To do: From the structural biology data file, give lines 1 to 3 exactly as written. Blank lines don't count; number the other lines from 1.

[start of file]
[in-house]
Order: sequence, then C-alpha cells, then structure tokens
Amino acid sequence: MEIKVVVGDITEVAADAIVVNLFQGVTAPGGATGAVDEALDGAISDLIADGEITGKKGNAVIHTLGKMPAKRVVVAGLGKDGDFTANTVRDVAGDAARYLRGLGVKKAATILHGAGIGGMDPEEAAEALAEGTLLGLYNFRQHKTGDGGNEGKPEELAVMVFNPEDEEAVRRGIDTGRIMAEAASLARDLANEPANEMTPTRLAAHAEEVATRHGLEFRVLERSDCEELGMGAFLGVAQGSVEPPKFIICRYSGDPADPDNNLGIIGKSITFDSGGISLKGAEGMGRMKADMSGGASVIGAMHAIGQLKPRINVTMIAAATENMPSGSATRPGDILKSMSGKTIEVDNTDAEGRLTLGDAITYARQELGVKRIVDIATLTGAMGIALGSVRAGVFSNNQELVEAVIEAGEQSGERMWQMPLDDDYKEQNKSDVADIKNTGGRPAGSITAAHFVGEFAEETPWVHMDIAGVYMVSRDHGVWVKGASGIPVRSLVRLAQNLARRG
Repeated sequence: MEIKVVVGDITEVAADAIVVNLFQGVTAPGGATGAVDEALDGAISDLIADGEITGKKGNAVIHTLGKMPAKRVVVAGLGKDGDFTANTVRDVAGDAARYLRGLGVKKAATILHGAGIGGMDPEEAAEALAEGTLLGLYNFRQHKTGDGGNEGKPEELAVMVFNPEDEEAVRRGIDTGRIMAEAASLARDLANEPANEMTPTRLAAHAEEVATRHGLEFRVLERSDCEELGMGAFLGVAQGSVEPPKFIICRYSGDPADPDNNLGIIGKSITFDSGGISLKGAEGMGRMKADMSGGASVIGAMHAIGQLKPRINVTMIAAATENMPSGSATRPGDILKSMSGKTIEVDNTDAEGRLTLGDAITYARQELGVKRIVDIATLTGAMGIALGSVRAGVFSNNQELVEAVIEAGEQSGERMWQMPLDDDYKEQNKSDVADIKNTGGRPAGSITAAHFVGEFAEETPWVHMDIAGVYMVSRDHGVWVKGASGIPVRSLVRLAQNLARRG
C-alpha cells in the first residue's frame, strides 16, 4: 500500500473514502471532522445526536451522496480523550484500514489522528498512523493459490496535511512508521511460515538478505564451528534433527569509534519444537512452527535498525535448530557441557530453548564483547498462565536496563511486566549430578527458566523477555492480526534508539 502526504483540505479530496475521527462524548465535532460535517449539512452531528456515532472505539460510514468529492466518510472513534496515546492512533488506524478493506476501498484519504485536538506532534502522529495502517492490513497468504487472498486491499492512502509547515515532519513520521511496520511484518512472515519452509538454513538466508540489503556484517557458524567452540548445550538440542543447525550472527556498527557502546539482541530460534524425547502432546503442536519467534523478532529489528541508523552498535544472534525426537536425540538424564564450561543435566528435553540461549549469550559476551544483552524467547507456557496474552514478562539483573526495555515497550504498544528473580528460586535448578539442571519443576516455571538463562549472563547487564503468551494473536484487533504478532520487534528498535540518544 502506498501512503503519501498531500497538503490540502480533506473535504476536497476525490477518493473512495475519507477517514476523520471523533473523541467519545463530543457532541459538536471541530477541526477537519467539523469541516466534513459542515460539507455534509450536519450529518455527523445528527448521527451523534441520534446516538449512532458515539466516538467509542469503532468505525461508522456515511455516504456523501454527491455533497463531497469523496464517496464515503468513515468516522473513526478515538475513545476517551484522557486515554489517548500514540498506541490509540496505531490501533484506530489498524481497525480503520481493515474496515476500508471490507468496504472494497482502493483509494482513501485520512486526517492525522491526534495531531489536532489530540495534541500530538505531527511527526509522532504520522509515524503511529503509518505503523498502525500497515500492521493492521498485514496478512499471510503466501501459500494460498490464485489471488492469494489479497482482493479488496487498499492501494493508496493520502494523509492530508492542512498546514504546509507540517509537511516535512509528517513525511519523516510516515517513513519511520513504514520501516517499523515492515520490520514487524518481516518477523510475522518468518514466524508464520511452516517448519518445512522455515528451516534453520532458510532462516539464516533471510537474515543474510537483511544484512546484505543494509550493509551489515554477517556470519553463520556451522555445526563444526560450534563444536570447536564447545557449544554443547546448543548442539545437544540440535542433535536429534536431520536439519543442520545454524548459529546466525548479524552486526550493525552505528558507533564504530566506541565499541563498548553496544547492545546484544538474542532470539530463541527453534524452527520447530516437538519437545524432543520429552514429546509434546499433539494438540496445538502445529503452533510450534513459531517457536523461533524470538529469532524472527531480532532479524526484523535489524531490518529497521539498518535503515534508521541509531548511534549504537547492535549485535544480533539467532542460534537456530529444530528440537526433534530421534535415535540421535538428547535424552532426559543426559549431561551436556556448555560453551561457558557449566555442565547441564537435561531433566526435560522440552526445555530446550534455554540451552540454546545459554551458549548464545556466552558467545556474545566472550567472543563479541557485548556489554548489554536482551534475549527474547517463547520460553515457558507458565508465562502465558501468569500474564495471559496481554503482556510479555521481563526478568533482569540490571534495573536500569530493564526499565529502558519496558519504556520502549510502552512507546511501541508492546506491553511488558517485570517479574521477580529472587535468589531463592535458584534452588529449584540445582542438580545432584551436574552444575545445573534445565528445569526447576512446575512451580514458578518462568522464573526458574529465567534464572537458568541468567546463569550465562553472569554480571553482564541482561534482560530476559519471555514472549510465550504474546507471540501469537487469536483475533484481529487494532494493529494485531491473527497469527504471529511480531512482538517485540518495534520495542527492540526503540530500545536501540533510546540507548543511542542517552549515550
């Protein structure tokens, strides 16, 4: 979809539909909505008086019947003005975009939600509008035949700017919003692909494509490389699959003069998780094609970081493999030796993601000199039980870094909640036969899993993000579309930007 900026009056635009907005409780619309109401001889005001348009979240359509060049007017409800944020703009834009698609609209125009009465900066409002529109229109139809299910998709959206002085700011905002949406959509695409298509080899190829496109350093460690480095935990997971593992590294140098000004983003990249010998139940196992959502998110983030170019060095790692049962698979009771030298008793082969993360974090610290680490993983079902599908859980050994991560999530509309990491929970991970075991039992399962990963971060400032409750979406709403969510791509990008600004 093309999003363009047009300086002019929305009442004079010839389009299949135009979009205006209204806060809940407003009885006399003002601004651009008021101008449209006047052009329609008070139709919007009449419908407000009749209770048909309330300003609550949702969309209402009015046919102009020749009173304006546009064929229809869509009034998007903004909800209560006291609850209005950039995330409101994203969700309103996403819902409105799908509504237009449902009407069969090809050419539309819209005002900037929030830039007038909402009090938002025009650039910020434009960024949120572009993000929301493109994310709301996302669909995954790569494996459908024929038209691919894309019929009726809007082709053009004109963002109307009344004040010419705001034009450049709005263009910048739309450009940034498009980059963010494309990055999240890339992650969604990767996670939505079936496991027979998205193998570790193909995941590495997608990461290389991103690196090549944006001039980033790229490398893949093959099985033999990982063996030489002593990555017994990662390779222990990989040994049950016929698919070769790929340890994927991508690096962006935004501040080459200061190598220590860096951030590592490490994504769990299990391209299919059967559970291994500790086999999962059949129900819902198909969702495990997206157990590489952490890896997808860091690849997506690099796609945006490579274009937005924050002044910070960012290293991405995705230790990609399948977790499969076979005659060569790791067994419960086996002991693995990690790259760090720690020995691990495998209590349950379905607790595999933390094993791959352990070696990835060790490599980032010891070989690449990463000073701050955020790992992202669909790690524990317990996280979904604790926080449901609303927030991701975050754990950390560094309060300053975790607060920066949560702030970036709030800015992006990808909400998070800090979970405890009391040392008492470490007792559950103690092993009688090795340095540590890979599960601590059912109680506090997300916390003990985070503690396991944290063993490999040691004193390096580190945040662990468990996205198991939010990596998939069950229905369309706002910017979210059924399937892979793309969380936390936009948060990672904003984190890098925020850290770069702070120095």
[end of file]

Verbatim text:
[in-house]
Order: sequence, then C-alpha cells, then structure tokens
Amino acid sequence: MEIKVVVGDITEVAADAIVVNLFQGVTAPGGATGAVDEALDGAISDLIADGEITGKKGNAVIHTLGKMPAKRVVVAGLGKDGDFTANTVRDVAGDAARYLRGLGVKKAATILHGAGIGGMDPEEAAEALAEGTLLGLYNFRQHKTGDGGNEGKPEELAVMVFNPEDEEAVRRGIDTGRIMAEAASLARDLANEPANEMTPTRLAAHAEEVATRHGLEFRVLERSDCEELGMGAFLGVAQGSVEPPKFIICRYSGDPADPDNNLGIIGKSITFDSGGISLKGAEGMGRMKADMSGGASVIGAMHAIGQLKPRINVTMIAAATENMPSGSATRPGDILKSMSGKTIEVDNTDAEGRLTLGDAITYARQELGVKRIVDIATLTGAMGIALGSVRAGVFSNNQELVEAVIEAGEQSGERMWQMPLDDDYKEQNKSDVADIKNTGGRPAGSITAAHFVGEFAEETPWVHMDIAGVYMVSRDHGVWVKGASGIPVRSLVRLAQNLARRG